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An inside look at the remarkable Resch Expo

By Charles Collier

ASHWAUBENON – For all its grandeur and aesthetics, one would be forgiven for failing to recognize the subtleties built into the Resch Expo unveiled by PMI Entertainment Group last week.

It will be more difficult to overlook the diversity and frequency of events the new facility will offer for decades into the future.

Retractable walls make Resch Expo’s conference rooms adaptable for large meetings, or six separate rooms each equipped with large televisions and projectors. Packer parties akin to stadium suites are one of many envisioned uses. Charles Collier Photo

“This is something all of our area is able to celebrate having here, and we hope everybody does,” Ken Wachter, former PMI president who retired Jan. 1, told The Press Times during a tour of the facility. “This is light years ahead of where we were in a million different ways.”

Todd Gralla, principal-in-charge of the project for design firm Populous, said the facility’s large windows along Oneida Street to the west and Armed Forces Drive to the south are a trailblazing feature.

“Main street was built on store fronts and window shoppers,” Gralla said, “And this is the first major expo center that has a storefront like that.”

Though unaware this was an industry first, Wachter said the window shopper concept was one of the main drivers of the design choice.

“It’s great, because for a car show or a boat show or what have you, there is the added draw of people out on the street being able to see what’s going on and maybe getting interested to come take a look,” he said.

Complementary to the tactic, the Oneida Street sidewalk was widened to provide space for pedestrians on busy days and to draw curious eyes closer when events are going on inside.

There’s no telling exactly what those events will be, and that was part of the plan.

The main expo area spans 227,000 square feet but can be divided into three separate 43,000-square-foot spaces, meaning three different features can be hosted simultaneously.

The second-story terrace gives Resch Expo versatility and continues the lower-level’s merger of indoor and outdoor accessibility. Charles Collier Photo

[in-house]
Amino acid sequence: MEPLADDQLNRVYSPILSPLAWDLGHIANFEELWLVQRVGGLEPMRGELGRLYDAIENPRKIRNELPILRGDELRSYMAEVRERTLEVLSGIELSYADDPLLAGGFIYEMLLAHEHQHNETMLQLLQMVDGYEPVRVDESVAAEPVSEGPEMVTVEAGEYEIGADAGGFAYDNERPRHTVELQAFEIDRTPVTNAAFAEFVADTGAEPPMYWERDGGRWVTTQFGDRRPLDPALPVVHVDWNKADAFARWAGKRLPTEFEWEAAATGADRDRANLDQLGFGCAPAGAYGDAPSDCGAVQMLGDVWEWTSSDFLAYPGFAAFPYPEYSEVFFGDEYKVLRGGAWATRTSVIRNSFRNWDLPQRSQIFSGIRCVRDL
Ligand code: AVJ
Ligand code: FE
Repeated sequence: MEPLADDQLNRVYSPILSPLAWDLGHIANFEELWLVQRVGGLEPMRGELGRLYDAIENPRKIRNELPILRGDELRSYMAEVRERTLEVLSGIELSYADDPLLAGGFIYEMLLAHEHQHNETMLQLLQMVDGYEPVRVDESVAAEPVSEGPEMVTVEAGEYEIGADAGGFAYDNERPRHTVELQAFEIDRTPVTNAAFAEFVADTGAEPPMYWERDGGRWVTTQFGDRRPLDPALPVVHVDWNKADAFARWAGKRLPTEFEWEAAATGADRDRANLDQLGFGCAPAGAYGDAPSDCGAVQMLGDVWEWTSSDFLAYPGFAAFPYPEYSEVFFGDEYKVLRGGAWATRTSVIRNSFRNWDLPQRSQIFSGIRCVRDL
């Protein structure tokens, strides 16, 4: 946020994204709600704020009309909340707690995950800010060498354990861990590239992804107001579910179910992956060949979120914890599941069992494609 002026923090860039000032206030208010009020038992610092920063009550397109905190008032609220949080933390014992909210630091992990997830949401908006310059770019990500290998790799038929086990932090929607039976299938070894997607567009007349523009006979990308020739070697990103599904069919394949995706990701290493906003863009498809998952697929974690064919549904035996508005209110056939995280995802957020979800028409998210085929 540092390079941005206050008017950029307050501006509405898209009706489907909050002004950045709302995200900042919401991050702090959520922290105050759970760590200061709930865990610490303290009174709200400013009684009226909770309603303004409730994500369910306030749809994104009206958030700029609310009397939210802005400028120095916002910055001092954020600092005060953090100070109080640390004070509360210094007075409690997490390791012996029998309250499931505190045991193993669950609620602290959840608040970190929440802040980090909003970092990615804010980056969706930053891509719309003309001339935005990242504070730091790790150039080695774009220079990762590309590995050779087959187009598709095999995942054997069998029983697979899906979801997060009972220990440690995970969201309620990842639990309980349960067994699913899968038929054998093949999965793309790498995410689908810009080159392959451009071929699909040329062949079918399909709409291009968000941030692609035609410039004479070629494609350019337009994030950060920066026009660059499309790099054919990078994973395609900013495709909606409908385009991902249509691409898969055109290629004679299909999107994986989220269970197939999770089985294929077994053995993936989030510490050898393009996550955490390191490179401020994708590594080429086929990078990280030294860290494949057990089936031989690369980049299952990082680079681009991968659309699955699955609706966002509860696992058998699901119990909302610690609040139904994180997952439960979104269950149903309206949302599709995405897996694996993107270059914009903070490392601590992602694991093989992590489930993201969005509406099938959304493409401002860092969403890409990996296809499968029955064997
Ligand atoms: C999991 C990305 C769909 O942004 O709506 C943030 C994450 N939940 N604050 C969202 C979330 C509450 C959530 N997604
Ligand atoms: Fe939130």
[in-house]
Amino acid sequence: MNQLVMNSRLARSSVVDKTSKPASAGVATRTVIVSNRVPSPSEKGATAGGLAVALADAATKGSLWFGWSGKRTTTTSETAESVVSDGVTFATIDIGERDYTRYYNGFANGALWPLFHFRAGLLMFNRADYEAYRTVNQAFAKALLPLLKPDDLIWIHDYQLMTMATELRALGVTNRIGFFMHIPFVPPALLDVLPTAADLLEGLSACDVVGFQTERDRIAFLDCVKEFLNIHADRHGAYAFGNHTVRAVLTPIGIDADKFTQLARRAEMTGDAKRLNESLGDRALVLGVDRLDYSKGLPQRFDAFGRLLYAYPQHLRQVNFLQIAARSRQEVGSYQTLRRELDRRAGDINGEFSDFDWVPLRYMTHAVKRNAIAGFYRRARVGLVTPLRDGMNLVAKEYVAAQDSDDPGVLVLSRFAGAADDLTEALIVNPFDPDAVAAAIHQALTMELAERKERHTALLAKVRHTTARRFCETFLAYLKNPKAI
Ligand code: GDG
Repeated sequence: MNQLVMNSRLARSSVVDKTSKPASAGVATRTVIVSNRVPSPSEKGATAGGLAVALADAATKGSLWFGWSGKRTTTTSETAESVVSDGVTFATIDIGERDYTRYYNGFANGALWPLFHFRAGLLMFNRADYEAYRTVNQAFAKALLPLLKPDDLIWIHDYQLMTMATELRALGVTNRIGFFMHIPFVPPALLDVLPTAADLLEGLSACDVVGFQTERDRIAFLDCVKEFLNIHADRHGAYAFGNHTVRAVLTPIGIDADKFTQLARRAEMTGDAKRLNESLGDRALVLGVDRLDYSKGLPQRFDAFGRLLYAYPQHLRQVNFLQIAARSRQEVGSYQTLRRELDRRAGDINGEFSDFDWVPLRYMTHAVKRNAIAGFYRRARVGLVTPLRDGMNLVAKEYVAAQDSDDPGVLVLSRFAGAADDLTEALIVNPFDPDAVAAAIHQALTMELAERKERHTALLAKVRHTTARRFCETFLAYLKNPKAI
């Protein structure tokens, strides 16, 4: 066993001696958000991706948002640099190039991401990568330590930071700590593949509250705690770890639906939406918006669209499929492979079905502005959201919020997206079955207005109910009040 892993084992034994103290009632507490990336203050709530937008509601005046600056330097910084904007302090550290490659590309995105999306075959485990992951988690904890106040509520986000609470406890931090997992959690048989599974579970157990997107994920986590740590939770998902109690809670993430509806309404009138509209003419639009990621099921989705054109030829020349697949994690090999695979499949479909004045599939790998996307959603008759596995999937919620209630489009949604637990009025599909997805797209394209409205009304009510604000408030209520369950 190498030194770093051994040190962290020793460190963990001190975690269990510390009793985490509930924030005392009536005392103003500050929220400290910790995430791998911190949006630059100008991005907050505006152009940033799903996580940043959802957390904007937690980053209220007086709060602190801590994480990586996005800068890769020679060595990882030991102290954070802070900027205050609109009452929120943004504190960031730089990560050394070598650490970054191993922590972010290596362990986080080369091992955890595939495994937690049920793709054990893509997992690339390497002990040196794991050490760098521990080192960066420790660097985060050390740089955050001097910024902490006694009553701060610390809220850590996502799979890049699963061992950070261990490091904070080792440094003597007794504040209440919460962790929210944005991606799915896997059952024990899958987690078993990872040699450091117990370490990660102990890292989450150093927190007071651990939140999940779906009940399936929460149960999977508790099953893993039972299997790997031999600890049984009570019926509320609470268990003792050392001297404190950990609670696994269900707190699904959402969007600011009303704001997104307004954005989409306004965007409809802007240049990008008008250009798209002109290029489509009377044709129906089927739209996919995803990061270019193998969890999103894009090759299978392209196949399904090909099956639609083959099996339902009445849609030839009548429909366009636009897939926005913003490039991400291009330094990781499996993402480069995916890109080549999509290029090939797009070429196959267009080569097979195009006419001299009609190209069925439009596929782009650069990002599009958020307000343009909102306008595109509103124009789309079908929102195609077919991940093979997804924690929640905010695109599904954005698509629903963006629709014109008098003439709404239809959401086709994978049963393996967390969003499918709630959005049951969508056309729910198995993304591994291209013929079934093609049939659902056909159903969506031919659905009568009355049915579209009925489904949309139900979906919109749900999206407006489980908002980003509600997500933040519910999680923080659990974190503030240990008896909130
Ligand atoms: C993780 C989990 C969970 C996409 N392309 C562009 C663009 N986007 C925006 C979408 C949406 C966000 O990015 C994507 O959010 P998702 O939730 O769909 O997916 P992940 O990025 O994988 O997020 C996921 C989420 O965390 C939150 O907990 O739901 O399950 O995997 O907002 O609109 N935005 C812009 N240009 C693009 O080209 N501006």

Though the ceiling feels high, several beams have been placed, and as with most everything about Resch Expo, that was done for multiple purposes.

The trusses are built to support big league sound and light equipment for musical acts, though they can also be used creatively for any number of creative acts, such as suspending a recreational vehicle and broadcasting a radio show from above.

These beams were also built to meet USA Volleyball height regulations.

“Especially with youth sports, we can do just about anything,” Wachter said. “Volleyball, soccer, basketball tournaments, we’ve got it. This building could have a wedding one day and a boat show the next – or the same day.”

The flexibility and versatility will could be a boon for PMI’s and the region’s business in bidding for national tours, large trade shows, and anything in between.

“The biggest killer is always the transition time from one event to another,” said PMI Senior Vice President of Revenues and Operations Brad Foytik. “Bringing equipment in and out, cleaning up, and getting ready for another booking can be four or five days. Now we won’t have that problem of days where we literally can’t bring anything in because of the transition.”

The upper mezzanine of the space is built as an open walkway with places to sit down with concessions.

Taking in the views from the windows, the Resch Expo aims for both the feel of luxury and economy.

Resch Expo was built to amplify the luster of Lambeau Field from inside. The building is the only expo center in the nation to use storefront windows, and the only one next door to a National Football League stadium. Charles Collier Photo

“This is what we wanted to be front and center,” Wachter said, opening the second-story door to the outdoor terrace facing Lambeau Field. “Nobody else in the country can have this, so you bet that we want to show it off.”

The upper floor’s furnishings are all made by KI Furniture and were donated by the company’s chairman and local icon Dick Resch.

That puts the Green Bay community stamp on the project, but the goal is to also have the community make its own stamp.

Resch Expo melds indoor and outdoor amenities, allowing the huge windows to open up fully; including concession stands and beer taps with walk-up service.

“There are just so many possibilities that were impossible before, and are still impossible for a lot of other venues,” Foytik said. “To think that we did this all on the same footprint as Brown County Arena and Shopko Hall is still a little shocking to me. It’s pretty incredible.”

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